Our birth family can play a role in the development of depression
Trying to understand why you are struggling with depression, can sometimes take you back to your childhood. The way we react to situations was really hard-wired into us while growing up. Our parents, our birth family showed us who we were by how they responded to us and our needs as little people. Our self-image started being formed.
Our ‘growing up’ environment also gave us ‘messages’ about who we were and had an impact on what we grew up believing about ourselves. A person from a minority group, subjected to racial prejudice would have received a message of inferiority ingrained into them while growing up. Internalizing this belief of inferiority certainly makes one more vulnerable to depression as an adult.
A person’s most important emotional need is for unconditional love. Experiencing unconditional love enables us in turn to love unconditionally. Children need the security of knowing they are loved even when their behavior is not so great. Unconditional love means never having to feel a threat of love being withdrawn. Giving unconditional love to ‘bratty’ children can be difficult, especially if you never received it while growing up yourself.
Parents are ‘God-like‘ to children
Children believe what their parents say to be the absolute truth. ‘Mum or Dad said it, it must be true’. So when a child is told that ‘nice children don’t get angry’, the child has little choice but to suppress the anger, pretend it’s not there in order to be a so-called ‘nice’ child. ‘That way I’ll be loved’, the child thinks unconsciously.
What about comments like:
- ‘Boys don’t cry’
- ‘Don’t do that -what will other people think of you!’
- ‘You don’t really feel that way, you’re oversensitive, overreacting’ etc.
These comments cause emotional damage and the person gets emotionally stuck at that developmental level. These sorts of comments usually trigger people appeasing behavior, which continues long into adulthood. These sorts of beliefs need to be assessed and discarded.
Think about it. Why do parents criticize their children like this? Their inner intentions must be good or else they wouldn’t do it. To put it bluntly, it’s because when they were children, their emotions were criticized and what their parents said ‘must be true’!
Then as adults they’re not equipped to deal with their children’s emotions and the cycle passes down from one generation to the next. Emotions are God given and all emotions have a purpose.
Name the Feelings!
Instead of criticizing a child for being angry, rather empathize with words like ‘I can see you’re feeling really angry’. A statement like this shows acceptance and allows the child to express what’s happening. If you’ve told your child to stop being angry, it actually just makes it worse as the child starts feeling unloved and unheard. Giving a name to the child’s emotions, or mirroring the emotion back to the child, can really help them.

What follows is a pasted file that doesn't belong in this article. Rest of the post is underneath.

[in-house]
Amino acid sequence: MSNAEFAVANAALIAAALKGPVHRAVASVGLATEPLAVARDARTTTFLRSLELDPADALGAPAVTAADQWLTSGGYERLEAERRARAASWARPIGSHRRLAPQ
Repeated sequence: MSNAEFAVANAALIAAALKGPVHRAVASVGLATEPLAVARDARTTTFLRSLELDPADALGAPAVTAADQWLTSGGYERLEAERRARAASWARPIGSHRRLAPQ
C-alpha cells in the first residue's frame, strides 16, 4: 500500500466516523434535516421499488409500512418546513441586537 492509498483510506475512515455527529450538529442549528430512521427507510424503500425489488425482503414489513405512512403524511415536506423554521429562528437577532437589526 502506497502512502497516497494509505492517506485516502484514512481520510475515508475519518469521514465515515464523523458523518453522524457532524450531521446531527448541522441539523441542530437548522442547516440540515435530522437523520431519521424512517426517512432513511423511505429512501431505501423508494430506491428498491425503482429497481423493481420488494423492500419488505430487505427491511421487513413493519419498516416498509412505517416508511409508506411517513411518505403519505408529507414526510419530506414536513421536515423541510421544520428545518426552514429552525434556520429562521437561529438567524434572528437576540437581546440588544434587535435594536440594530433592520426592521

Accept the emotion as a part of them, which it really is! The child can then be helped to channel the emotion in a more acceptable way. This is far healthier than criticizing the child’s emotion in which case they have no choice but to ‘split off’ that emotion, suppress it and pretend it’s not there. The ‘monster’ will then come back to ‘bite’ them as adults!
Childhood Experiences affect Adult Behavior
Imagine a young boy growing up in poverty, life is hard. He looks at people with money and decides that money would make him secure and happy. ‘Money makes life easier and will bring me happiness’, is the thought that could get hard-wired into him as a child, and then goes into the unconscious. This belief operating from the unconscious then dictates his behavior as an adult. As an adult he becomes a workaholic, makes stacks of money. His behavior matches his internal belief about happiness.
However, his family might not agree! If they complain that he doesn’t spend enough time with them, he would probably react quite defensively with statements like ‘I’m doing all this for you, I thought you’d be grateful, but all you do is complain!’ They have challenged the truth of his hard-wired belief that money brings happiness.
How does this affect the next generation?
Children are very self-focused and tend to blame themselves for things that seem wrong in a family. So in this case, they would probably conclude that there is something wrong with them and that’s why Dad spends so little time with them.
- What about Dads who run up and down the side of the sports field, berating their children when they play badly. What’s the actual message reaching the child? ‘To be loved and accepted in this world, I must be at the top, the best, perfect’. Fast forward the scene a bit to the adult businessman who has to get to the top and it doesn’t matter who is sacrificed on the way up. This could have been hard-wired into him as a child, maybe on the sports field!